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We need to build a tool that allows data entry from people to find transactions from an external data source and match them to our transactions. The transactions don't always align by a particular field so it may require searching across multiple fields. We currently have two designs, but would appreciate any other better options.

Both are searchable tables.

The first design is a table with universal search that searches across all fields for a matching term and returns all rows that contain the term. The user can further filter by sorting Ascending or Descending on any particular row.

The second design came from the scenario where the user is searching for "car" hoping to find records where the field "type" is "car" and receives back results that include the "name" "carlos". The solution here was to allow the user to click on any header and enter a search term, which would create a tag and there would be a search performed for that specific term on that column as well as additional filtering for any terms added to other columns on those respective columns.

The counter argument to the second approach is that while theoretically more efficient because it allows the user more fine grain control, it will not actually be more efficient due to the cognitive load of the user needing to first think about which field will they need to enter the search term on and then locating the field (there are 10 columns and some need to be made unhidden due to not being visible by default for lack of on screen space) and then thinking about the next field and locating that field, now multiply that by dozens of transactions the user will need to find per day and they may get mentally fatigued faster than just relying on muscle memory and constantly going to universal search.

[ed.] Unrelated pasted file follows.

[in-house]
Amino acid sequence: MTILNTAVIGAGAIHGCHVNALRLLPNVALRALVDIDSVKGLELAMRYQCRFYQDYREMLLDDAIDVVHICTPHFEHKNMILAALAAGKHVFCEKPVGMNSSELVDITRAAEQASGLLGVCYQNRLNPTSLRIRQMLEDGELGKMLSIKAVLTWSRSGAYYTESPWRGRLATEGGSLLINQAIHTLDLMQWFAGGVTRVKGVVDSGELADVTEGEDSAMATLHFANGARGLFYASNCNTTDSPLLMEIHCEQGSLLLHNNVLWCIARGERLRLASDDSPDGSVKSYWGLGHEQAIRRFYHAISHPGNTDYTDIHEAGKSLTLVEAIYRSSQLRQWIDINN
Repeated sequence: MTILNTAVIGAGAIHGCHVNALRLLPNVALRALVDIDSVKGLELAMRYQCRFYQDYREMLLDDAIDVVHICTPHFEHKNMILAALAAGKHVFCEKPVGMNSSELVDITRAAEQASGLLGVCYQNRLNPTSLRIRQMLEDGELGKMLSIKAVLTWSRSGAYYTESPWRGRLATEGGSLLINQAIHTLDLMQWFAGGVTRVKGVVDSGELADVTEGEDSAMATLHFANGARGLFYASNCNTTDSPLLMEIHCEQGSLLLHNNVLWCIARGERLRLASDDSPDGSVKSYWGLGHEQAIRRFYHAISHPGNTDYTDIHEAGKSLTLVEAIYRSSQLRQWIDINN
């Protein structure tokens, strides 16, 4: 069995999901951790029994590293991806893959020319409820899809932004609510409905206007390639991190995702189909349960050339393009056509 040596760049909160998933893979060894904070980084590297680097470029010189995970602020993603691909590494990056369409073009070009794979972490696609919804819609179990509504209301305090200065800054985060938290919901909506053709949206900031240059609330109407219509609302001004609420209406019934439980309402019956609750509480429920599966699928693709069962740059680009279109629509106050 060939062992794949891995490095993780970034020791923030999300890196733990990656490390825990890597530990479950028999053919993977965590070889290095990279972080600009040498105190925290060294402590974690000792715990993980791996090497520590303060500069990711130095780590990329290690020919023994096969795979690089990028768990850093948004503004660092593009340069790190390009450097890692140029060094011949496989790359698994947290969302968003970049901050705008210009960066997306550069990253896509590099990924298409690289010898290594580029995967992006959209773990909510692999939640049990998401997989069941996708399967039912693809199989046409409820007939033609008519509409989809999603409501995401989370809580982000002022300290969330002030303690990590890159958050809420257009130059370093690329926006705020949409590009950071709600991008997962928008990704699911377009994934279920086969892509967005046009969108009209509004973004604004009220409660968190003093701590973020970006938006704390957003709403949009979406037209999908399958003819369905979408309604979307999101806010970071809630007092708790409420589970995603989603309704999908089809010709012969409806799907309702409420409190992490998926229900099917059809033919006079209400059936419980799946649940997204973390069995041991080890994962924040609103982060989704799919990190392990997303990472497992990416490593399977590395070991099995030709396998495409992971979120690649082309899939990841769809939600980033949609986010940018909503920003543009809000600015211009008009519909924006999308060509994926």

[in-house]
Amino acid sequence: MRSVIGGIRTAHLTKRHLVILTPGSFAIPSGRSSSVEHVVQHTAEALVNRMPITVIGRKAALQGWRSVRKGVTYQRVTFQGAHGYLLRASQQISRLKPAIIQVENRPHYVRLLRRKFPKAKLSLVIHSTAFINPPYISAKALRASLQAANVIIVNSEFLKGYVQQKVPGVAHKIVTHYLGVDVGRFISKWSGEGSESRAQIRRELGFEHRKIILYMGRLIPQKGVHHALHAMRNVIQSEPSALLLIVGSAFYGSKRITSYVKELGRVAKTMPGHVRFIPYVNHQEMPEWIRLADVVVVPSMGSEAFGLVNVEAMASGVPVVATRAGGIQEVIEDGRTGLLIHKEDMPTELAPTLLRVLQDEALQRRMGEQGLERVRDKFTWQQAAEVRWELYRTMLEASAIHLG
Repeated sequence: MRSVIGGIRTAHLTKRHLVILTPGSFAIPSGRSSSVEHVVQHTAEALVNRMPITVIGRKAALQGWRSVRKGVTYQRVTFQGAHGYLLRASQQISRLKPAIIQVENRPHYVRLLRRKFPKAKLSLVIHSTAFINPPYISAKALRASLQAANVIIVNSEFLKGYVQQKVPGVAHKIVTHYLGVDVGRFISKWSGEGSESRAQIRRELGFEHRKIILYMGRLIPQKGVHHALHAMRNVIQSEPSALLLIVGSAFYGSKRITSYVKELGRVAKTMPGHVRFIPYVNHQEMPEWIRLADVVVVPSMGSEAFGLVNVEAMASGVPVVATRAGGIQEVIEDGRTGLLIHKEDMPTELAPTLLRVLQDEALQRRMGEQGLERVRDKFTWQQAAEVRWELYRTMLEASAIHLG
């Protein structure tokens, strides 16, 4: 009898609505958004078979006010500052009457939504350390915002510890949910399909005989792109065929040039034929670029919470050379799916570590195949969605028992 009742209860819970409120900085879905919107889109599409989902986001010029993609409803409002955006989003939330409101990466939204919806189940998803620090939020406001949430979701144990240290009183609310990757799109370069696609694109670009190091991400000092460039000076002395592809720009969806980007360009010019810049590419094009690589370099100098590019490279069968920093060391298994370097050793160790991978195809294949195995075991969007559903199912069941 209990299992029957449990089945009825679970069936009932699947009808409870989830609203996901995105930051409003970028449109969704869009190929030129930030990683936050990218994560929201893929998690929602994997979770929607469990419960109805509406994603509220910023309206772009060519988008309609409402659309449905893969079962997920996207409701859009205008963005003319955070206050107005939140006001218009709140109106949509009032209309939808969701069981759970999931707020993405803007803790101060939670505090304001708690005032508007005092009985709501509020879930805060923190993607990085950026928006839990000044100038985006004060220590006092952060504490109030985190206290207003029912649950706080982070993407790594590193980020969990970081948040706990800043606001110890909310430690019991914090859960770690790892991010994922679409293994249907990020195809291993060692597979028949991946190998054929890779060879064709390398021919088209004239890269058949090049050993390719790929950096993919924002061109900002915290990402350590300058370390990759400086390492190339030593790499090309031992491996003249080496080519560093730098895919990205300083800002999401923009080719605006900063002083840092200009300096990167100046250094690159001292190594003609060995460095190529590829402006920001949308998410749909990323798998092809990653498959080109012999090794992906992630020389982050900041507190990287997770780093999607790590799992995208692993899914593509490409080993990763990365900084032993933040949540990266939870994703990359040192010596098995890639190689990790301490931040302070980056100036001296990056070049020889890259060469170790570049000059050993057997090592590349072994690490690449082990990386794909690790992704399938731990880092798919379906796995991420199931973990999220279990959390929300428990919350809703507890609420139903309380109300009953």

What would be the optimal solution, perhaps it's some option not even considered?

  • First thought is that a 'smart' search tool would allow you to hide the details from the user and just allow them to input their search criteria in one field. If this is technically not feasible, I think you should provide some specific requirements and constraints to allow the most appropriate answers to be provided by the community. – Michael Lai Sep 23 '18 at 21:56
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I suppose it's a very specific case, and the user knows most of the tables by name. Therefore you could create a more advanced querying system, kind of like gmail does when filtering.

Let the user for example type:

type:car

Now search for all 'car' occurrences in type.

Depending on the technical level of your users, you can extend this to:

car in type, vehicle, transport

You can even provide them with car* to find caravan somewhere in colums type, vehicle or transport.

You can go very far in this, but make shure that a default search for car without any special things keeps working.

Also make sure you don't create an extra layer of difficulty in which the user has to make shure his query is valid, not everyone will insert a collon folowed by a space. Try to hint him if he forgets a collon by validating the input: Does the column vehicle transport exists? Nope, does column vehicle, yes, does column transport, yes, than that's probably what he means.

Add some awesomeness (for a non sql knowing user) and let him type:

car in type, vehicle, transport by speed

And show the results ordered by speed. But that might be overkill in your case, evaluate the value against the cost.

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I would keep the general search field and add a dropdown menu listing all the columns next to it. By default the dropdown would be set to "in all columns".

If the user wants/ needs to refine their search, they can select one or multiple columns from the dropdown.

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This should support the user in the different scenarios you've mentioned

enter image description here

  1. It provides autocomplete
  2. It suggests the relevant categories (in your case types)
  3. The user is not forced to use it, so he can simply use plain search if desired

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